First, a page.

Acharanga is a vibrant, driving piece that derives its name from the Acharanga Sutra — a sacred Jain text. While Jainism is a religion most commonly known for its peaceful preservation of all forms of life, the text that inspired this piece is fiery and prescriptive, imploring the listener to act and think responsibly.
The original version of this melody, with the words above, comes from movement 6 of my oratorio, This Love Between Us. Listen to a recording of this movement here.
Atlanta International School Upper School Orchestra
Rebecca Wade-Chung, director
Special Performance Requirements
Sitar and tabla parts are designed to be played by students of these instruments who are at a similar level to the string students playing the orchestra parts. The tabla part is in a simple madhya laya Rupak throughout, and sitar part is a bandish in Raag Kafi, which can be taught by rote or learned by ear, with entrances cued by conductor.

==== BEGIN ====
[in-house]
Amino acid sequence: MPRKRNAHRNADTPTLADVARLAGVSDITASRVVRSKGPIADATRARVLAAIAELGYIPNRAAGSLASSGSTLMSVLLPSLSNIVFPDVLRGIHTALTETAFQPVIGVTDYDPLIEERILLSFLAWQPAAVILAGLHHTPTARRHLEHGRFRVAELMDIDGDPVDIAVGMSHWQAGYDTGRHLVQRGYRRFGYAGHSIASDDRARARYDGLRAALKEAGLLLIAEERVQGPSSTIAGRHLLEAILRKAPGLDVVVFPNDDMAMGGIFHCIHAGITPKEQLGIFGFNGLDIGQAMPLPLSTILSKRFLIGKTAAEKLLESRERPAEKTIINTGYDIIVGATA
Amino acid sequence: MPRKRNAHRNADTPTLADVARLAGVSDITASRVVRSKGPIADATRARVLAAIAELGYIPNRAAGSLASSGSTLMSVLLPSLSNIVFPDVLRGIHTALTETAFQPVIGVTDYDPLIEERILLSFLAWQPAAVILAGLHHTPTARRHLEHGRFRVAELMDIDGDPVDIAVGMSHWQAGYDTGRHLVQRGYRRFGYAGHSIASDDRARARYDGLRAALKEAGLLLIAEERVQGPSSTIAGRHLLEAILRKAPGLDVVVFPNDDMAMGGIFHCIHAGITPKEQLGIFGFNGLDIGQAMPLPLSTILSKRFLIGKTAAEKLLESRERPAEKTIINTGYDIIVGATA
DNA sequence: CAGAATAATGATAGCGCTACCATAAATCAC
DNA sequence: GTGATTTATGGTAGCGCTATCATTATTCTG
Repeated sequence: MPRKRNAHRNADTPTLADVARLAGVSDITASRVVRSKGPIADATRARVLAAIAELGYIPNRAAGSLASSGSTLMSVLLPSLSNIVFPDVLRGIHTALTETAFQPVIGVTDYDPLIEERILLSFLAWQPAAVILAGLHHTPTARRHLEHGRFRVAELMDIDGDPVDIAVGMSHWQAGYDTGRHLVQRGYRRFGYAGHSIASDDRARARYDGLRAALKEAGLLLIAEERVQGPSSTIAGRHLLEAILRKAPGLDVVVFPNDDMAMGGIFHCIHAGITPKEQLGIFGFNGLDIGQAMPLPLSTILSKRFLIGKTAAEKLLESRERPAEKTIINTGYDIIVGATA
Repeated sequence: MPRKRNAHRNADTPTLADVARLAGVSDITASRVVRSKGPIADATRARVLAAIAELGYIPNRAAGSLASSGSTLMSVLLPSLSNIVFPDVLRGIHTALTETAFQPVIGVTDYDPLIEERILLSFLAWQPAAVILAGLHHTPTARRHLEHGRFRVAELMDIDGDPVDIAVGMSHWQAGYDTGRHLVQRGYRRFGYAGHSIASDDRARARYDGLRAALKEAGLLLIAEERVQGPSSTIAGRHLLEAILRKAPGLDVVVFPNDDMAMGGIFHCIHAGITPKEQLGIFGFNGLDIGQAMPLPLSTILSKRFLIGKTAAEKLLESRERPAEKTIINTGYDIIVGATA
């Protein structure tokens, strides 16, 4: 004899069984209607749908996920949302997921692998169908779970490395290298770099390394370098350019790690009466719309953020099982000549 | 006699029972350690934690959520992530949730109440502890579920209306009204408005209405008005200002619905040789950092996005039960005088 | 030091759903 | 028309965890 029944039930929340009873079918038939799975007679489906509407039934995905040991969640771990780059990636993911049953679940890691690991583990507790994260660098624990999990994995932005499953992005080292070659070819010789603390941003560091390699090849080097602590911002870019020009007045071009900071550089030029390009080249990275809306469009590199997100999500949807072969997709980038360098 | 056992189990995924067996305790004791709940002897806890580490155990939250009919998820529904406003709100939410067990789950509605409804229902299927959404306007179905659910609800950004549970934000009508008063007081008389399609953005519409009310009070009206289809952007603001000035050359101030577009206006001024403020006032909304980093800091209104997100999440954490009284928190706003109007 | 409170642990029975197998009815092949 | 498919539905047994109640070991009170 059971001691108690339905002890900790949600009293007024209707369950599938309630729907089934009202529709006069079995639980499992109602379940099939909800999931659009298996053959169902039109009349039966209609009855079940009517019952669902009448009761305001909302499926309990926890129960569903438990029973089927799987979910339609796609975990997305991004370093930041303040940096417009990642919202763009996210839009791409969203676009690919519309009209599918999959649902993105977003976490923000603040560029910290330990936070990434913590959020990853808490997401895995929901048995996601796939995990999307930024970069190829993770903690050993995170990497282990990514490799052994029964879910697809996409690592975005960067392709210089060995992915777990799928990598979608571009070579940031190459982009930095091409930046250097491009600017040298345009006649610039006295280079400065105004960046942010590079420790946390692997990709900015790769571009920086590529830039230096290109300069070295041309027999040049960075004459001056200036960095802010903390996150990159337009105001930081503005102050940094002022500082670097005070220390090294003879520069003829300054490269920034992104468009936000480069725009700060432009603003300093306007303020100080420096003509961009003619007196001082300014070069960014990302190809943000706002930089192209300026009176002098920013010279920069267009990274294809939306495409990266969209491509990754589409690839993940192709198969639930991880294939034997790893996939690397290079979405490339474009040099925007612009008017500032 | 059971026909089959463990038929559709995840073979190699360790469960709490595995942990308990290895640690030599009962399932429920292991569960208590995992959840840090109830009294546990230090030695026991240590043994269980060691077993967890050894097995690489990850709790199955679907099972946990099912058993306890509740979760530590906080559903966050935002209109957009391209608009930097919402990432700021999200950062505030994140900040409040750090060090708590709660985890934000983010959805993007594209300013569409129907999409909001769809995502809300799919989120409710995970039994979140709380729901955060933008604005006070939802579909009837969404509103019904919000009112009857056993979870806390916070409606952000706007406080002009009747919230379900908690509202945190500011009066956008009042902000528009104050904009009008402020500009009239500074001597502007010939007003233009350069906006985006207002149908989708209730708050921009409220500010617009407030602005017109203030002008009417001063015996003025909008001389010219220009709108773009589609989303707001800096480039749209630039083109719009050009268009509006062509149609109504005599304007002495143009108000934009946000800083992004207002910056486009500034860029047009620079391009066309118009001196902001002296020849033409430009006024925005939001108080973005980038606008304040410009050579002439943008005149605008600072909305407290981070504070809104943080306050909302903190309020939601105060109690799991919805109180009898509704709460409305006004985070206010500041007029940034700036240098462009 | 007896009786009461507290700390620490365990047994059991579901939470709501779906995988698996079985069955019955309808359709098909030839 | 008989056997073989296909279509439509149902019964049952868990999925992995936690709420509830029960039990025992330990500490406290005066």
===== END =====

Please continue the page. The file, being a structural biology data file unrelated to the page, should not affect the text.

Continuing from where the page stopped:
The piece can be played by string orchestra alone. Tabla and/or sitar can also be added (one or both are fine). Sitar can also be replaced by another melodic instrument (bansuri, or even Indian vocals).
Amplification is always required for Hindustani musicians, unless they are playing in a very small space, with very few other musicians. A student might not know to ask for this, and it might seem excessive by Western music standards, but it is an absolute necessity for Indian music, even for student performers.
The intention of Acharanga is for students of Hindustani classical music to be able to play with students of Western classical music. (note: if you have a student who studies Carnatic music, this piece could likely be modified work for them as well.)
Audio Guide forthcoming.
This piece was commissioned by Brian McGowan, conductor of William Annin Middle School Orchestra in Bridgewater, NJ. It was premiered in June, 2018 at William Annin Middle School.